Cook’s Knives

Knives are awesome. You can chop celery, ward off intruders, and perform circus sideshows with them. In the high end kitchen market there are two dominant brands, Henckels and Wusthof. Both of these brands are incredible and are fairly evenly matched. I personally use Wusthof knives, but if I were to buy again today I might make a different choice.

There are a couple key things to look for in your cutlery. First is the construction of the blade. The two types of blades are forged blades and stamped blades. Stamped blades are machine cut from thin pieces of metal and then ground into a knife. Forged knives are hand shaped from a thicker steel blank and then ground into a knife. It’s easy to tell which is which by holding a knife. Forged knives are heavier, while stamped knives are flimsy. Forged knives also hold their edge much longer – always buy them.

It’s also important to have a full tang blade. The tang is the part of the knife that extends into the handle. Full tang means that it extends throughout the whole handle, while other types of tangs extend only an inch or two in. Having a full tang means that the knife will be weighted better and that there’s less of a chance of the knife breaking. All high quality knives are full tang.

Weighting and balancing are also important. When held properly, you want for the knife to be evenly balanced so that no effort is required to keep it straight. This seems like a minor consideration, but cutting herbs with a handle-heavy knife will get annoying very fast because you can’t use the knife’s weight to your advantage.

Besides Wusthof and Henckels, there is another high quality, forged bladed, full tang, well balanced knife brand out there called “Cook’s Knives”. I was very suspicious initially since they’re made in China and I’d never heard of them, but one of my chef friends loved the ones he bought.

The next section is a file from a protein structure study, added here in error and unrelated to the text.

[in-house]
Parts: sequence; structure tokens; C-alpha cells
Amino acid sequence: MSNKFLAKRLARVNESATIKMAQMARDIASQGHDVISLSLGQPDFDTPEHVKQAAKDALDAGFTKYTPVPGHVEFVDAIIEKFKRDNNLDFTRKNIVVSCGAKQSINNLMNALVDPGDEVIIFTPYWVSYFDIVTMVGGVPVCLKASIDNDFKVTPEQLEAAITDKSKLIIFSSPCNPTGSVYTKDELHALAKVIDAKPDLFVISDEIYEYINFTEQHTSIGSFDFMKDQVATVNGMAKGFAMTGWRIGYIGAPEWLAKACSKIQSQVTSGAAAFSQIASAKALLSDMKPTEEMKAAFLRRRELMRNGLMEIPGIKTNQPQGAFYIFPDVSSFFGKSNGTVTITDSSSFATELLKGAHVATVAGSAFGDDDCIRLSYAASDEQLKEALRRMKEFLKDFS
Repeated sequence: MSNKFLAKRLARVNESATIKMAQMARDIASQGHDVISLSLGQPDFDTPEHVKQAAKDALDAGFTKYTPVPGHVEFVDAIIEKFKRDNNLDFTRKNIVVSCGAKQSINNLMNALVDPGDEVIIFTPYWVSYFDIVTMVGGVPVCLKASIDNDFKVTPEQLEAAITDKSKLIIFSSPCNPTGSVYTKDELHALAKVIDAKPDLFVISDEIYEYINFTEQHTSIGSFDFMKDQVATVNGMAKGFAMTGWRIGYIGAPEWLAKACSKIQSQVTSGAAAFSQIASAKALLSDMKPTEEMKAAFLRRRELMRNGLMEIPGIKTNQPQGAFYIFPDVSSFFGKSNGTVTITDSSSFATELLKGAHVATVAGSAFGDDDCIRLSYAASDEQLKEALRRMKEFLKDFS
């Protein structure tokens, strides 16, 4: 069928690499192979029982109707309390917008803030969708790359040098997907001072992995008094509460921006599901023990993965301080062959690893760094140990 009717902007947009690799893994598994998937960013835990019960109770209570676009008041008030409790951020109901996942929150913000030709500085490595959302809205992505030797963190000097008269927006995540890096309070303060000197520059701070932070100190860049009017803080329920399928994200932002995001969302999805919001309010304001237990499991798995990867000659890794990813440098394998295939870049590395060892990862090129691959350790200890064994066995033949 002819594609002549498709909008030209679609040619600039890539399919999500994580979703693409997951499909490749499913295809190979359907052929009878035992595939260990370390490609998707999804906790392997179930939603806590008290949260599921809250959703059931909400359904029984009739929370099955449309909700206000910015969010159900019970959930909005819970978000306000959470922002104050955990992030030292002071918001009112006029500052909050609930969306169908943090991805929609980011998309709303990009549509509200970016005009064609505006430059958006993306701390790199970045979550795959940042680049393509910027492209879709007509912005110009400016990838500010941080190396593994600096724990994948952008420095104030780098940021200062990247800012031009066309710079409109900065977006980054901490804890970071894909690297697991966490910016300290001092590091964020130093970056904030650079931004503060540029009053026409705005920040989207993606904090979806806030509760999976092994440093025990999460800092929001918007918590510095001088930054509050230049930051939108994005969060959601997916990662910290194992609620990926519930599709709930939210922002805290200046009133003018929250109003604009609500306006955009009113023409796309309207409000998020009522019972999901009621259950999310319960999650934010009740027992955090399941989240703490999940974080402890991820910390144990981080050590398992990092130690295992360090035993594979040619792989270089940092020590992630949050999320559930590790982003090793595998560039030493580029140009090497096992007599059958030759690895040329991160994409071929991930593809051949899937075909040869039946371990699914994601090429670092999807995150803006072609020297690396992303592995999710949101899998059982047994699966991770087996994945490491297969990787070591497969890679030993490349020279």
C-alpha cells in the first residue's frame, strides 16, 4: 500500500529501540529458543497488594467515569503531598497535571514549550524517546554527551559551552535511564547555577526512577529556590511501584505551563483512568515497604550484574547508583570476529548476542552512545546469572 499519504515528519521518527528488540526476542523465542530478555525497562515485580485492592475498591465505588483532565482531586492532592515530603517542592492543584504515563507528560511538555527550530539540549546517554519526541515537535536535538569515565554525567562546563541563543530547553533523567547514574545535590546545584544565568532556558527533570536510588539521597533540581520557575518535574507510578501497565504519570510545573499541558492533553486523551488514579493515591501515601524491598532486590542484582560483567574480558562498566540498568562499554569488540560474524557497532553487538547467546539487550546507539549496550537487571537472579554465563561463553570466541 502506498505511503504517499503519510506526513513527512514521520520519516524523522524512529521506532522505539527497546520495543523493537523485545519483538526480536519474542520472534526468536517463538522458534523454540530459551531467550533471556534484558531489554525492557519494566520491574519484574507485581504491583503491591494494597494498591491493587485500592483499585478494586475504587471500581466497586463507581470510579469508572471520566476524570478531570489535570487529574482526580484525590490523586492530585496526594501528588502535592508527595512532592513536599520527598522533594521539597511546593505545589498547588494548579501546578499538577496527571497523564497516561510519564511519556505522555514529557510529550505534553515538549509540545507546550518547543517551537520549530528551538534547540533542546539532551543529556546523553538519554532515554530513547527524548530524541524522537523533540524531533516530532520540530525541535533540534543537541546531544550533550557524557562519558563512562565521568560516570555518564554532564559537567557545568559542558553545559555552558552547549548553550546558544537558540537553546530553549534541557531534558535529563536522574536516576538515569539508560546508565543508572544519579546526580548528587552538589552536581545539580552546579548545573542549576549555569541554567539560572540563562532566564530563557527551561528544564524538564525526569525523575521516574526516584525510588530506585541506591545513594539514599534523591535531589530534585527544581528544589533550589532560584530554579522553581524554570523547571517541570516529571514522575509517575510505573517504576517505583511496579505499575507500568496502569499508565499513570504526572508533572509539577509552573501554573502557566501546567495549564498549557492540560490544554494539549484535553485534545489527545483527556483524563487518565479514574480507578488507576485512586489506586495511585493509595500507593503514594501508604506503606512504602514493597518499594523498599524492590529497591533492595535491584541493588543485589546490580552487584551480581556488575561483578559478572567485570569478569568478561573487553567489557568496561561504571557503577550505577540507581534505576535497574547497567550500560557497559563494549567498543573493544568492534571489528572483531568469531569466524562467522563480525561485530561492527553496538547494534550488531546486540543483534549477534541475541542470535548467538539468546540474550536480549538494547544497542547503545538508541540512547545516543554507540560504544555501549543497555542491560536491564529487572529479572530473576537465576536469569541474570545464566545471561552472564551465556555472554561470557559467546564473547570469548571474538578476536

I ordered a cleaver since I didn’t have one, and I was very impressed when I got it. Its construction was actually so similar to my Wusthof Classic knives that the casual observer wouldn’t be able to tell the difference. The cleaver was fantastic, making it very easy to chop through 8 young Thai coconuts (which are very hard to cut traditionally). I’ve also had the opportunity to check out my friend’s more extensive collection, and I am equally impressed with those.

The knives are forged, have a full tang, and excellent balance. The one area where they fall short is that they are pure stainless steel. Ultra premium knives like Wusthof and Henckels add things like Carbon and Beryllium to the knives to make them keep their edge longer. If you want the very best, buy a set of Wusthof or Henckels knives, but if you want 95% of the performance at 10-30% of the price, check these out.

You can buy them at JC Penney



  1. Just when I’m in my kitchen, not being able to cut chicken with my flimsy knife, you appear.

    Disclaimer to Children: Do not attempt the circus sideshows as stated in the article above. 😉

    Now maybe you can make a post about an excellent knife sharpener.

  2. I’ve tried the forged and the stamped and while I agree forged is cool, try the MAC knives one day. They’re stamped, but the alloy that they use is incredibly hard. It’s the sharpest knife I’ve ever used and it’s held it’s edge well.

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